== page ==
My seven year old boy has a best friend who's a girl. The reason that I wouldn't allow a sleepover is that she is not a tomboy and they send each other little love notes. If she were more of a rough and tumble friend vs. a hand holding friend I'd be more willing to give it a try.
posted by TooFewShoes at 2:44 PM on March 22, 2010


KokuRyu has it - anything she'll do with male friends, she'll do with female. 7 was the starting age for my same sex "experimentation" stuff. if that's the concern, it's a red herring to think gender matters at all.

go for it, camp out in the living room. she changes in her room, he changes in the bathroom.
posted by nadawi at 2:46 PM on March 22, 2010 [1 favorite]


When I was about your daughter's age, my parents did something that made me angry. I announced that I was running away from home, and that if my parents wished to find me and win me back, I'd be at Claire Yearwoods house, down the block. I went up to my room and found all the important things in life - legos, books and an extra pair of boots - and I tied them all up in my favorite blue blanket and attached it to the end of my stick horse. I slung it over my shoulder like a good little Dust-Bowl-era hobo, and I made my way down the alley between our houses, kicking a few rocks for good measure. My parents waved me off as I set off into the sunset.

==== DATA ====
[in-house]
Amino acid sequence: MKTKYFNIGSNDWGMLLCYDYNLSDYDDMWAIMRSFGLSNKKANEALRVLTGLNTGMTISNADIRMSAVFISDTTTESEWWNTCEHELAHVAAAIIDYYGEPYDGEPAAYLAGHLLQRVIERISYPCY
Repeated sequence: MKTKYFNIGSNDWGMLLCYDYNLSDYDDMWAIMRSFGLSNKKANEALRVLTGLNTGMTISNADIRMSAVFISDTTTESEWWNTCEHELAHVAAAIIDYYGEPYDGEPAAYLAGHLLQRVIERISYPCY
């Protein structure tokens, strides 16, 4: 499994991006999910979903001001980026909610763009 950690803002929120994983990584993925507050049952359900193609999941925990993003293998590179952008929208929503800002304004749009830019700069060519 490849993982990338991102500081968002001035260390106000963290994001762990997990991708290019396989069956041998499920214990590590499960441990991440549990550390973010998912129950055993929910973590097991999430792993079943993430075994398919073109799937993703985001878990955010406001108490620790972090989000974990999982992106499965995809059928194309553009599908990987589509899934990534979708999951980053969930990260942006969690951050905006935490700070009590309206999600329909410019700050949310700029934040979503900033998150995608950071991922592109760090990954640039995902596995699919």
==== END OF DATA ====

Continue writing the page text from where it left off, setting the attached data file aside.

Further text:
I'm sure they called the Yearwoods to alert them to my arrival, and I'm sure they all laughed about it, and I'm sure my parents assured them that I would probably not last past dinner - but in case I did they would stop by and entice me away with promises of ice cream or something equally important to my little brain.